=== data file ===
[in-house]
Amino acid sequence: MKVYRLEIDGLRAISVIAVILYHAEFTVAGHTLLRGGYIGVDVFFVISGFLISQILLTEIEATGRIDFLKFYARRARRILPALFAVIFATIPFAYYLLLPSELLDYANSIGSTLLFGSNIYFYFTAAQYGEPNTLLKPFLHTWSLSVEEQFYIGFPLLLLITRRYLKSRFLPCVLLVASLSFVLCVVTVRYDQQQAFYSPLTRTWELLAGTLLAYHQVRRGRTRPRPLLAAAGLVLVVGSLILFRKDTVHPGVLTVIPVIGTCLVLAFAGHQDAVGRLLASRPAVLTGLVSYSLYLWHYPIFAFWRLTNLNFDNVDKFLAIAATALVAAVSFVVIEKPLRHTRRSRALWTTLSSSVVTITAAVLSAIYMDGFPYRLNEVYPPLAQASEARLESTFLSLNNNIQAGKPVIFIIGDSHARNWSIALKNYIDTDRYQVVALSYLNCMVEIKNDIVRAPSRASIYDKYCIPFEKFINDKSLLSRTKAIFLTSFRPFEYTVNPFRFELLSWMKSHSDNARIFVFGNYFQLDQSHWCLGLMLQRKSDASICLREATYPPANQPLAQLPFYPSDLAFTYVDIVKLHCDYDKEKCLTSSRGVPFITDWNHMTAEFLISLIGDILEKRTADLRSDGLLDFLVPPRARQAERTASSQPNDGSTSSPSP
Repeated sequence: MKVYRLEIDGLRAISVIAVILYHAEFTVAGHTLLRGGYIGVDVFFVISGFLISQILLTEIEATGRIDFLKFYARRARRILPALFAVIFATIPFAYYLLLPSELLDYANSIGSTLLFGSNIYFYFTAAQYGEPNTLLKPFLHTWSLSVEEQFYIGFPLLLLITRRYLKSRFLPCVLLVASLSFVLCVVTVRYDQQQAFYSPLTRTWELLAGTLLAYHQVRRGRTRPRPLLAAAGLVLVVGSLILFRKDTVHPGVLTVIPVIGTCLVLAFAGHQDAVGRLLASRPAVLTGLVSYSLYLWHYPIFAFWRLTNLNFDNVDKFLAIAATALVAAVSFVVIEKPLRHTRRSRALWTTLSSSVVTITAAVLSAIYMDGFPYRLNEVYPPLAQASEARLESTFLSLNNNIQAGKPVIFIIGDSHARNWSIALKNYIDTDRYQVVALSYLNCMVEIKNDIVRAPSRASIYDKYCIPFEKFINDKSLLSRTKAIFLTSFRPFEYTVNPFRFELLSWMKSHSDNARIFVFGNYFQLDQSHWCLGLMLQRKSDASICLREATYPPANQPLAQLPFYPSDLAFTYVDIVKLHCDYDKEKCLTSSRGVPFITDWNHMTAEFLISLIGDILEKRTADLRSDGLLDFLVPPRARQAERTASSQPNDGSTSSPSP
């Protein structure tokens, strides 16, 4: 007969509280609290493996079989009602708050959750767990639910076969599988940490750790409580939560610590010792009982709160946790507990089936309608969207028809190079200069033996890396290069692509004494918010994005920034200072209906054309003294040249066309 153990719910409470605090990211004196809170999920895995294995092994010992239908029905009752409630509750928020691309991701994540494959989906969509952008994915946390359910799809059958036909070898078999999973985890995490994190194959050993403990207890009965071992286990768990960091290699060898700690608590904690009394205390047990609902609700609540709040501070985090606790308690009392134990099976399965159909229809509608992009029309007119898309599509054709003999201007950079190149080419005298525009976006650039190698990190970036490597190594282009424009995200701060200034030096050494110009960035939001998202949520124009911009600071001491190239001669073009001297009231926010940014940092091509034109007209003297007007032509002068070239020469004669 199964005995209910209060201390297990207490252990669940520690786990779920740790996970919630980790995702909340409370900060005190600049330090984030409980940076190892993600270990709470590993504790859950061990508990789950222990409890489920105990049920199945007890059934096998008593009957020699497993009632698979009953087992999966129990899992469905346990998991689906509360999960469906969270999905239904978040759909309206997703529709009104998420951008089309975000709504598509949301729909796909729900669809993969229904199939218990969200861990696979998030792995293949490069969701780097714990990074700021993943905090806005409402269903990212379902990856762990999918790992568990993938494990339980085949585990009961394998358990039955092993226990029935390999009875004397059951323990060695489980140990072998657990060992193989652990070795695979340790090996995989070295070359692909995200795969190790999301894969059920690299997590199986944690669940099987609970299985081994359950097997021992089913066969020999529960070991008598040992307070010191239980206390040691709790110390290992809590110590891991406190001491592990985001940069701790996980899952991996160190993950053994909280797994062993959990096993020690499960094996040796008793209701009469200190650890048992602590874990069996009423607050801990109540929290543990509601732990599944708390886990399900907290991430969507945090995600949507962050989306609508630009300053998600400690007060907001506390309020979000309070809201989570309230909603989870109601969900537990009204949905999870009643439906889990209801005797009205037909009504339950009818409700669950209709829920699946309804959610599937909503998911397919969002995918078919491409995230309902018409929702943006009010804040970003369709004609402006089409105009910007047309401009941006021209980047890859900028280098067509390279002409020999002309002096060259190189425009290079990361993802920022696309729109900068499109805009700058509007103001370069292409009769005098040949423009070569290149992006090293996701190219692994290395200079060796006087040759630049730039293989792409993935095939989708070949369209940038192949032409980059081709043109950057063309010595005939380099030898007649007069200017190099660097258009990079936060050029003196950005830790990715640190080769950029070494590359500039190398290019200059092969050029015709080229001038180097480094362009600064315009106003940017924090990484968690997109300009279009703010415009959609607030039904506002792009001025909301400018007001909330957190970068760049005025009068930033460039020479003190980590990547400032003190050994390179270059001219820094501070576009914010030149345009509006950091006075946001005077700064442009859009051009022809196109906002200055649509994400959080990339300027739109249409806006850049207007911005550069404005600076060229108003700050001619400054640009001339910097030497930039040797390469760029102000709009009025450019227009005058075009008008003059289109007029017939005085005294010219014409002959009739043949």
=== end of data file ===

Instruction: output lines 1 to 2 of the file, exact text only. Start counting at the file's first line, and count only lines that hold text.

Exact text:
[in-house]
Amino acid sequence: MKVYRLEIDGLRAISVIAVILYHAEFTVAGHTLLRGGYIGVDVFFVISGFLISQILLTEIEATGRIDFLKFYARRARRILPALFAVIFATIPFAYYLLLPSELLDYANSIGSTLLFGSNIYFYFTAAQYGEPNTLLKPFLHTWSLSVEEQFYIGFPLLLLITRRYLKSRFLPCVLLVASLSFVLCVVTVRYDQQQAFYSPLTRTWELLAGTLLAYHQVRRGRTRPRPLLAAAGLVLVVGSLILFRKDTVHPGVLTVIPVIGTCLVLAFAGHQDAVGRLLASRPAVLTGLVSYSLYLWHYPIFAFWRLTNLNFDNVDKFLAIAATALVAAVSFVVIEKPLRHTRRSRALWTTLSSSVVTITAAVLSAIYMDGFPYRLNEVYPPLAQASEARLESTFLSLNNNIQAGKPVIFIIGDSHARNWSIALKNYIDTDRYQVVALSYLNCMVEIKNDIVRAPSRASIYDKYCIPFEKFINDKSLLSRTKAIFLTSFRPFEYTVNPFRFELLSWMKSHSDNARIFVFGNYFQLDQSHWCLGLMLQRKSDASICLREATYPPANQPLAQLPFYPSDLAFTYVDIVKLHCDYDKEKCLTSSRGVPFITDWNHMTAEFLISLIGDILEKRTADLRSDGLLDFLVPPRARQAERTASSQPNDGSTSSPSP